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Photos By Armando Gallardo, Words By Julie Espinosa

Roofers Union hosted a sold out “Green Hat Gin Dinner” with cocktail pairings featuring a range of the New Columbia Distillers gins and original dishes, living up to their reputation of one of the best new bars in DC.

To kick off the evening, Michael Lowe, co-owner of the New Columbia Distillers explained the story behind the Green Hat namesake, which is as local as their headquarters in Ivy City. The moniker dates back to the legendary George Cassidy, who was a bootlegger to congress during the prohibition era. (“Green Hat” was Cassidy’s byline when he later wrote for the Washington Post.) This irreverent nod to contradictions could also apply to the venue itself, which juxtaposes swank digs and delicious dishes with the grittiness suggested by the restaurant’s name and the vintage roofers’ overalls that line the north wall of the second floor dining room.


Compliments to the chef, Meek-Bradley, who did an incredible job balancing the delicate flavors and locally sourced ingredients throughout the four course dinner. From hand-cut spaghetti with local goat raised from Virginia to a hamachi fish that was dried out overnight and brushed with gin and tonic, the menu displayed an impressive attention to detail. The pairings were pretty creative, too, and the use of gin cocktails enabled much wider possibilities than a simple wine pairing would have allowed. For example, the main dish, a succulent slice of duck breast with celery root and apple salad, was paired with a drink that included the spring/summer Green Hat gin (complete with the signature DC cherry blossoms) and a taste of celery. The result was a sweet and sour mix with a crisp celery aftertaste that was a bit unusual by itself, but made a perfect finish when following the duck breast.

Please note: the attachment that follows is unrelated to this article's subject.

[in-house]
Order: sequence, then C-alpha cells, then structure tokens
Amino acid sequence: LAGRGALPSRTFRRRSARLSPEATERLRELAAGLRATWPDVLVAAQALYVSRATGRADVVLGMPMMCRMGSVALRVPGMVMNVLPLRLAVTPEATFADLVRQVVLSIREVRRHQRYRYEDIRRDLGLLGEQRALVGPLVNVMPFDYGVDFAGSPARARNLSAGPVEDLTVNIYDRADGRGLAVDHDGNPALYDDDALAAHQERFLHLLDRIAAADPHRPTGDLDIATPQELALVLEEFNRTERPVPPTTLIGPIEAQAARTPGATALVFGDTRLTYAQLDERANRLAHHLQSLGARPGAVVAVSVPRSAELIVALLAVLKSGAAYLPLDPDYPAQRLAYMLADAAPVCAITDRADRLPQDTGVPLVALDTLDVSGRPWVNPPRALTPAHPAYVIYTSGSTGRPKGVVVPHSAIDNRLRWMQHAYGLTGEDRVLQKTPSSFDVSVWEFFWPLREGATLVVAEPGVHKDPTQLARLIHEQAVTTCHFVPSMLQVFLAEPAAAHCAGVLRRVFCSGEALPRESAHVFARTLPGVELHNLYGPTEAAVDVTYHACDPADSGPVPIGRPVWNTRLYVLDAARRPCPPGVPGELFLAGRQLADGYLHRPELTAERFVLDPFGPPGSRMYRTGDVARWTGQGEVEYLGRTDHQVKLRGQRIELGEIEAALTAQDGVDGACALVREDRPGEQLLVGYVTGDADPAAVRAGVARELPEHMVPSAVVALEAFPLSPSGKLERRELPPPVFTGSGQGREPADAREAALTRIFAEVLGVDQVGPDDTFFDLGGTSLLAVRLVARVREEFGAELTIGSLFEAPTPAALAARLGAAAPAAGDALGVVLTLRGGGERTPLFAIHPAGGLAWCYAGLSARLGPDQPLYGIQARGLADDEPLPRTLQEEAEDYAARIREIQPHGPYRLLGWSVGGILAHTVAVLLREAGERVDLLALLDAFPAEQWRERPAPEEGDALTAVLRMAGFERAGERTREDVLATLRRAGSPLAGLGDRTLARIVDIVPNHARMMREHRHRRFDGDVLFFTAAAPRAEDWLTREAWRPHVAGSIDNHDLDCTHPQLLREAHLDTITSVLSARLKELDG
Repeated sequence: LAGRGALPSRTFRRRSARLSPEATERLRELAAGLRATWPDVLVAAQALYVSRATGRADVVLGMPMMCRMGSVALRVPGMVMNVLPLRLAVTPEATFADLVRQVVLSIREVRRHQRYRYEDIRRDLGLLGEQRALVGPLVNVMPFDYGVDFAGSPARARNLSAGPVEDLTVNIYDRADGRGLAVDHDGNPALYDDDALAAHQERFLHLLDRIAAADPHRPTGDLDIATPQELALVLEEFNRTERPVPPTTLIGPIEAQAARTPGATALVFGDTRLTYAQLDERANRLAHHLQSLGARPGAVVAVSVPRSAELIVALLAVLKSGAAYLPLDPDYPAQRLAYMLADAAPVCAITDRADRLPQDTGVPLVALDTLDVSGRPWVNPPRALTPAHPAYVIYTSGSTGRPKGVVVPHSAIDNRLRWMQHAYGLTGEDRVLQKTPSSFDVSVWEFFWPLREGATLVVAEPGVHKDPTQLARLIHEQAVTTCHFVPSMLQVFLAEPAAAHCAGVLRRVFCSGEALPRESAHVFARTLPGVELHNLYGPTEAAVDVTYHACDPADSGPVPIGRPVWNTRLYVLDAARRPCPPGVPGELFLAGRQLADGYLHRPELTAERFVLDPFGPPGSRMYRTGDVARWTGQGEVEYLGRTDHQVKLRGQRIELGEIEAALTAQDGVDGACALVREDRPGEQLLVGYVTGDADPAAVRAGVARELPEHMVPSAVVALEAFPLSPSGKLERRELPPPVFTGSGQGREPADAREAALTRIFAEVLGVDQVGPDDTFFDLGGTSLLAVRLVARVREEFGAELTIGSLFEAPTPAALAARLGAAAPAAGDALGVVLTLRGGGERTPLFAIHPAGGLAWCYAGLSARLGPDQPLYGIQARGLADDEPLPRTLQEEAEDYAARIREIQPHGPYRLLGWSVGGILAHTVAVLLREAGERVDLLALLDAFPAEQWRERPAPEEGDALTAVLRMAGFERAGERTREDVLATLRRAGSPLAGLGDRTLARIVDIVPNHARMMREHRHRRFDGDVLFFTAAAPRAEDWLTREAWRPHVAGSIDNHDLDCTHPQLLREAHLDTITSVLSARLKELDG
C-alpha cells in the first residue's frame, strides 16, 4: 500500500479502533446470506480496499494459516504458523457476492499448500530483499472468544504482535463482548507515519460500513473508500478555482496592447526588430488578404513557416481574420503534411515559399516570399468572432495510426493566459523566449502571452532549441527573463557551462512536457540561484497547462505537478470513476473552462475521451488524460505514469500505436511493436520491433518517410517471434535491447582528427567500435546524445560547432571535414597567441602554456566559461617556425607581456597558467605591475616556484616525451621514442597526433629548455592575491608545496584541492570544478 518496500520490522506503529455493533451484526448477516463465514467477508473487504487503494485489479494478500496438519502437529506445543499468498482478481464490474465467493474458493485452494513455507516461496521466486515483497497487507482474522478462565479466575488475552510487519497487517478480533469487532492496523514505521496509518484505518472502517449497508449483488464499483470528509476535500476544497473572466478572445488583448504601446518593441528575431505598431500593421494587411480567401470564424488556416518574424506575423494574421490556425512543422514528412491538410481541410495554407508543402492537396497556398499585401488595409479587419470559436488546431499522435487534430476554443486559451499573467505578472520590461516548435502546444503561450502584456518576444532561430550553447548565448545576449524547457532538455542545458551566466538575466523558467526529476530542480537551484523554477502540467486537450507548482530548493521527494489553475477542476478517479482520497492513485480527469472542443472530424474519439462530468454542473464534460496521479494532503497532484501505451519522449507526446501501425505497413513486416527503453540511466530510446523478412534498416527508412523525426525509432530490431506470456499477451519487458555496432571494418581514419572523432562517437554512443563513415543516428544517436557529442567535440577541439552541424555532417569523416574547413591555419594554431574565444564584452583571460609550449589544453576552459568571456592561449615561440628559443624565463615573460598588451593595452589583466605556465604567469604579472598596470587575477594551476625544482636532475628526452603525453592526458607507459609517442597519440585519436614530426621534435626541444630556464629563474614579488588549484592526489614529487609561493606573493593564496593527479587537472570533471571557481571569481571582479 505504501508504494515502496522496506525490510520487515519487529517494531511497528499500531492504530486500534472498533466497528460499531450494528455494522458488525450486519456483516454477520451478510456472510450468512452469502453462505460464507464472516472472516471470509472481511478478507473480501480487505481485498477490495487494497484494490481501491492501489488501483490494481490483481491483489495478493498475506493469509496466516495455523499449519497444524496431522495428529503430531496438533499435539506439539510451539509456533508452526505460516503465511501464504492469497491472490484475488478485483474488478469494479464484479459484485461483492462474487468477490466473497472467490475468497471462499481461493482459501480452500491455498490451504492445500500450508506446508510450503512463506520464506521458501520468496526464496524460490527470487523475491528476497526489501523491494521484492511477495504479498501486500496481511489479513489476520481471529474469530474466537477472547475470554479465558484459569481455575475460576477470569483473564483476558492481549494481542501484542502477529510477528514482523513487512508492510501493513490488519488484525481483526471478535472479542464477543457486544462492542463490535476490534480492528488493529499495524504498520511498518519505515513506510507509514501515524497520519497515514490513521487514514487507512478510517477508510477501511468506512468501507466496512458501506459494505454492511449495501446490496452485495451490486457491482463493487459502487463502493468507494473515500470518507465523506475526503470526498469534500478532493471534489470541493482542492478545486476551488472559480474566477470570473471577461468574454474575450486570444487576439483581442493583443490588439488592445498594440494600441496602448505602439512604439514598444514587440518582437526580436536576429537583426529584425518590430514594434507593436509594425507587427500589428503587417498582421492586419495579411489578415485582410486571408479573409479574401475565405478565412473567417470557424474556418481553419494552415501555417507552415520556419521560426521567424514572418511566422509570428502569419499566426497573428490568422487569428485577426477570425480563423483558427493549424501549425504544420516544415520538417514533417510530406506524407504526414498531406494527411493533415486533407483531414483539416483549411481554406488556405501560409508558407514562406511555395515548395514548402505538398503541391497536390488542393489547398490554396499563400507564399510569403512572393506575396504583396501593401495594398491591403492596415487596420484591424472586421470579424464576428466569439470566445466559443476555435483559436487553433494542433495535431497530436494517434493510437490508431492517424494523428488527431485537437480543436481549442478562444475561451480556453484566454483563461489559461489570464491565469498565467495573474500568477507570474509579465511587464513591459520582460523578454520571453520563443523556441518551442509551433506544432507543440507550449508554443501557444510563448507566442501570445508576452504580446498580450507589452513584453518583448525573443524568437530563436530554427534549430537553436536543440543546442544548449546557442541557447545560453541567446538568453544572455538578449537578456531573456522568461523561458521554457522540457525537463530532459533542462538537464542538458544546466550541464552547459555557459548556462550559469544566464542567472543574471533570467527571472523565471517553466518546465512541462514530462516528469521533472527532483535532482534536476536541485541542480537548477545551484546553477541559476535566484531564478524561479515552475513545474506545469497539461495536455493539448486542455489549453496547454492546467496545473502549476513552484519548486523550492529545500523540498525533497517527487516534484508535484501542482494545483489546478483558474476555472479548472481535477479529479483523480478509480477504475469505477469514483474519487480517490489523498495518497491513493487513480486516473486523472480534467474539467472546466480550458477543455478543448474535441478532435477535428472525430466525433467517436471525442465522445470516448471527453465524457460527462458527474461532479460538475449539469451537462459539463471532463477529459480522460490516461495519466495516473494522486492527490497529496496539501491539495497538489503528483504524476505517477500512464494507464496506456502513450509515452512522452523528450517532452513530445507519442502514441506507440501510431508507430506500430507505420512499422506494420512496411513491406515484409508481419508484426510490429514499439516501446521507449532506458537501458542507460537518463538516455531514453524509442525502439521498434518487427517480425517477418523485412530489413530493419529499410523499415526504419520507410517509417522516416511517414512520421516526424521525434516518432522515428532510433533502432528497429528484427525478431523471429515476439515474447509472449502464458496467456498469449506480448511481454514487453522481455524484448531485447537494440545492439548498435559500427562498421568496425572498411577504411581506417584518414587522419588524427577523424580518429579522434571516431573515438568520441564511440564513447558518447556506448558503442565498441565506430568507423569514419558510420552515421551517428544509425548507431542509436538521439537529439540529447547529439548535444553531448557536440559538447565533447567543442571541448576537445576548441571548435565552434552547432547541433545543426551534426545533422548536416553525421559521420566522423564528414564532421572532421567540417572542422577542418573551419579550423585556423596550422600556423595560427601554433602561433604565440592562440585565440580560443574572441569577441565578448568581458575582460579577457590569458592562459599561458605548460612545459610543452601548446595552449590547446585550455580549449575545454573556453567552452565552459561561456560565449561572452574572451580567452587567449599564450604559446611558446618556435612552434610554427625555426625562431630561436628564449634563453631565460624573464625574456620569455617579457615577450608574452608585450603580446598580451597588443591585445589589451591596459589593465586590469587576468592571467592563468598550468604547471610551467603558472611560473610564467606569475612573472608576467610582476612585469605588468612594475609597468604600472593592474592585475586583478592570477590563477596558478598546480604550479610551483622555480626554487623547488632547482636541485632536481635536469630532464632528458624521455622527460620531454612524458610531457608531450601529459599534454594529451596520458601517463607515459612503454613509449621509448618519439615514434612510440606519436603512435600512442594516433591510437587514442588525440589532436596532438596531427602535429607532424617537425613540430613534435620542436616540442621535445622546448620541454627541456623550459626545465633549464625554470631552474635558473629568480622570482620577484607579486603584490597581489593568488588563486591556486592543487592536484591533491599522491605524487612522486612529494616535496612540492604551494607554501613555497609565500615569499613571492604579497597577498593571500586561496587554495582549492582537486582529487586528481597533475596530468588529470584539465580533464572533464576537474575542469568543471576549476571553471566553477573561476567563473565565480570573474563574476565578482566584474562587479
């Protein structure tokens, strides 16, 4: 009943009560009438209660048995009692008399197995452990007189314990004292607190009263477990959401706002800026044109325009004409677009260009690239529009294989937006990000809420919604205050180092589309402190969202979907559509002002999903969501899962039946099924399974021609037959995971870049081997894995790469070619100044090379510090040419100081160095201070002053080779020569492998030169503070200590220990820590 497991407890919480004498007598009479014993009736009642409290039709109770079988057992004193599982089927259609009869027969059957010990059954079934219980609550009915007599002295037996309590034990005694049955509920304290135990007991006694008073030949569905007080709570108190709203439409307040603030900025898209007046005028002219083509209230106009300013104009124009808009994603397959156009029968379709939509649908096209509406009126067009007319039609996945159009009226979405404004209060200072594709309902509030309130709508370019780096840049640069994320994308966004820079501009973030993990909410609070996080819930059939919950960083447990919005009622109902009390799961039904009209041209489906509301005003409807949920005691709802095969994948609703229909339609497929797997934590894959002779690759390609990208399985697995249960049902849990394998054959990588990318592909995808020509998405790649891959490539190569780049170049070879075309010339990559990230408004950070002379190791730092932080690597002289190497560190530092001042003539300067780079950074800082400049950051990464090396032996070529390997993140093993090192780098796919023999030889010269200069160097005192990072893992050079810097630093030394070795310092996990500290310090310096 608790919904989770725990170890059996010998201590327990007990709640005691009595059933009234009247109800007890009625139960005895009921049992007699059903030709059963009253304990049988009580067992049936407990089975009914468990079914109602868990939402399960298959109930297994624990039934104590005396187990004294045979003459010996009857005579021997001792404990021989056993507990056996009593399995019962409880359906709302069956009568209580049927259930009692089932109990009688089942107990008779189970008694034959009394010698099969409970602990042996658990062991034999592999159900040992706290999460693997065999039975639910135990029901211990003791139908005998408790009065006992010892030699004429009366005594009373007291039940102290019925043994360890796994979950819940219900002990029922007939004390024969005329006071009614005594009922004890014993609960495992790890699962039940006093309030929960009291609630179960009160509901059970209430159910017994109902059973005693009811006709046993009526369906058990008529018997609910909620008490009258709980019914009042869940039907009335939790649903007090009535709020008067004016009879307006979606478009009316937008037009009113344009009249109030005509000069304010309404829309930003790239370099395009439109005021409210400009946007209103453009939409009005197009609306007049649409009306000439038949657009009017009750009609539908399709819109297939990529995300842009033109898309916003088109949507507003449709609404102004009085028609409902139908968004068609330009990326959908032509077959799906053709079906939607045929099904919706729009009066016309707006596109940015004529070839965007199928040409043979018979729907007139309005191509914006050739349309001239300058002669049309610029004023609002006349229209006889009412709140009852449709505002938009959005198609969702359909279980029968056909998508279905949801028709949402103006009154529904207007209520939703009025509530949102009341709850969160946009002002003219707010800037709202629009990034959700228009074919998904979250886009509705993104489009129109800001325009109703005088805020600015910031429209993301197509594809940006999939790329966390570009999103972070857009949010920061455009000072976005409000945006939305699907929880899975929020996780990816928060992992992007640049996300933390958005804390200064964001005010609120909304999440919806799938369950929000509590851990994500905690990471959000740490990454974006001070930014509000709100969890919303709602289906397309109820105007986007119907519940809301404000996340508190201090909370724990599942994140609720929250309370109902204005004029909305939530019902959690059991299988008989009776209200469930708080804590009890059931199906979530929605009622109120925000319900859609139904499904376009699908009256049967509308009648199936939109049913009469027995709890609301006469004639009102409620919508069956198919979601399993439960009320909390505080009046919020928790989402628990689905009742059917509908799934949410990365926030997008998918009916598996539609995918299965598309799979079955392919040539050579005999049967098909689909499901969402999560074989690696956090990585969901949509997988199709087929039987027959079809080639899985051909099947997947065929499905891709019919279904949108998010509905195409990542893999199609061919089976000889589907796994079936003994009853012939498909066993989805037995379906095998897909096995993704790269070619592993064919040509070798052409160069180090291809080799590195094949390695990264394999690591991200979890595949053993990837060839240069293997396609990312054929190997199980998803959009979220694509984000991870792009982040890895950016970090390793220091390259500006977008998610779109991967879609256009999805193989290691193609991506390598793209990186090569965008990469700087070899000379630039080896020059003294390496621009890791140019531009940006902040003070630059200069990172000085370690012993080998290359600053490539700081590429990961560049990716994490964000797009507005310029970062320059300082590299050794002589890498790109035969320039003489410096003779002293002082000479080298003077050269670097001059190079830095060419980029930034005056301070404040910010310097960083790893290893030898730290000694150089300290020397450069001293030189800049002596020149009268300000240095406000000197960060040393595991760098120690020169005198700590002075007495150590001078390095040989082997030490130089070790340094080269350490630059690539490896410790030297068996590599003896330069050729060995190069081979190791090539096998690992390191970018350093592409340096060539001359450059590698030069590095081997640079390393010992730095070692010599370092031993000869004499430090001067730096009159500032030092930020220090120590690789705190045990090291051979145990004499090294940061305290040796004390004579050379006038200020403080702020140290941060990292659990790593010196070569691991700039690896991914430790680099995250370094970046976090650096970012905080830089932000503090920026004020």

The most remarkable culinary touch was Meek-Bradley’s pairing for the “navy strength” gin, which included an Indian spice blend called “gun powder.” Her reason for incorporating the spice involves a bit of a history lesson. As Lowe explained, “Navy strength” is a term originating from the British Royal Navy in the 18th century and it refers to liquor of around 110 proof. The way that sailors would “prove” the strength of a cask would be to pour it out, mix it with gunpowder and light it on fire. If the alcohol stayed lit, it was proven to be navy strength and not watered down. As this makes for a pretty hot drink, the Green Hat navy strength gin has been mixed with florals and ginger to take the edge off some of the heat. Luckily Chef Meek-Bradley decided to included the spice blend gunpowder in her spaghetti with goat cheese and goat meat instead of rubbing actual gunpowder onto the meat, which she said that she actually did consider before learning it would result in a toxic dish.


The evening concluded with a delicate lemon meringue pie and a cocktail with Green Hat’s winter gin, which has a touch of rye in it and has been aged three months in apple brandy barrels, making it a more hearty, sipping gin. Although Roofers Union regulars are undoubtedly mourning the loss of pastry chef Vanessa Ochoterena earlier this year, Meek-Bradley’s lemon meringue pie was pretty scrumptious, and will make a great addition to the menu.


If you haven’t had a chance yet, you simply must taste Marjorie Meek-Bradley’s creations at Roofers Union. The folks responsible for the James Beard Award were spot-on when they named her semifinalist for rising star chef of the year. I think we’re lucky to have her here in DC — drop by and let your taste buds decide for you.